Developer Cited One of Highest Fines In Houston County

By: Deborah Tuff Email
By: Deborah Tuff Email

Houston County's engineering department has cited a local contractor with one of its largest fines to-date, and that may not be the end of the story for him.

According to a subdivision citation received by local company L & G Construction Company, they failed to get a preliminary plat. Therefore, Owner Leo Green's plan to build affordable housing, has been put on hold.

“I don't really think it's fair what they've done to me,” Green said Monday.

Green owns L & G Construction in Cottonwood. Monday, he looked over a
citation given to him by the county and feels it's just not right.

The citation has ordered him to pay $58,000 dollars for a property he began clearing a little more than a week ago. Why? Because county officials say to begin a subdivision he didn't follow the rules.

Houston Co. Engineer Mark Pool explains, "You got to bring in an engineer to get your sewage and water lined up. Your roads have to be built a certain way and the drainage has to be correct because the county has to come in and maintain the roads forever."

Last year, state lawmakers passed a bill that made building on property in the area tougher for contractors.

Still, Green says he didn't do anything wrong. He dotted all of his I's and crossed all of his T's.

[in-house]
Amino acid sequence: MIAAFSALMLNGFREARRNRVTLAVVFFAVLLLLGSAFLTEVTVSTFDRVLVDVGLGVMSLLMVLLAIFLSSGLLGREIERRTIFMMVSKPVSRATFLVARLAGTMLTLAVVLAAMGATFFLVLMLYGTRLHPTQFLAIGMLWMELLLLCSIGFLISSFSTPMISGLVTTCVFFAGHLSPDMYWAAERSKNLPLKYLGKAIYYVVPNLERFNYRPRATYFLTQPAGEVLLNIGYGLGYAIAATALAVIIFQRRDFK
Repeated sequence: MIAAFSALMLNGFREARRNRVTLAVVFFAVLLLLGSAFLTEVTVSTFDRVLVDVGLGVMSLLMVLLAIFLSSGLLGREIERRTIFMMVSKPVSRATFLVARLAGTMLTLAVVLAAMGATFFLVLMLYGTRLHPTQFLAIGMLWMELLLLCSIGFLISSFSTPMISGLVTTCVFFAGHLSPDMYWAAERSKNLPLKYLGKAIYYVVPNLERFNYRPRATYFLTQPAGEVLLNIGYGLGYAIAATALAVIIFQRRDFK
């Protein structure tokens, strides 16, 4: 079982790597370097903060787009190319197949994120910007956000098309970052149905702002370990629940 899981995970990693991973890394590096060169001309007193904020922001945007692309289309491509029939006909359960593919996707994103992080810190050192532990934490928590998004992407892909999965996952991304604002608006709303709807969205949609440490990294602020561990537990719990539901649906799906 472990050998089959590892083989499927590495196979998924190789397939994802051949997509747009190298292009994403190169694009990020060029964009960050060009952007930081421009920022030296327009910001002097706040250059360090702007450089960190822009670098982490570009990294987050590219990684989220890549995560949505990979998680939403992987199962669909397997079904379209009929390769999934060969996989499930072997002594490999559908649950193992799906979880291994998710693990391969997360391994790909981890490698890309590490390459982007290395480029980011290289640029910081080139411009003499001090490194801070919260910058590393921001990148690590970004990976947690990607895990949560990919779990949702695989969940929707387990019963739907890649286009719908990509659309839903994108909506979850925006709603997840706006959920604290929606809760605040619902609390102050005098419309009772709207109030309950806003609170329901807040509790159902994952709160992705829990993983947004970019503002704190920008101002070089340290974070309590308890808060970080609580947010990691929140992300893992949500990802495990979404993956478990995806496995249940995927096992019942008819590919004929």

In doing so, he says he spoke with someone in the city of Cottonwood who told him all he needed was a permit to begin clearing the land, and he believes he shouldn't have to pay a dime.

"I don't owe $58,000 dollars because I don't have a subdivision,” Green says. “It's $1000 per lot and I don't have a lot. I have a parcel of property."

The property sits on 21 acres and eventually, it would have had three bedroom, two bath homes.

Meanwhile, the county says this should be a lesson learned.

"People should follow the procedures, so we don't have to write any citations," Pool said.

Green say's he'll play by those rules, but feels the county officials should have contacted him before making their decision. "I ceased the work,” he said. “I'm not going against any rules, but I need to know what to expect out of this.”

Green is originally from Florida and developed land there for 28 years before moving his company here.

Green has 10 days to pay the fine. If he doesn't, the fine will be doubled and he still must pay the original citation of $58,000 dollars.


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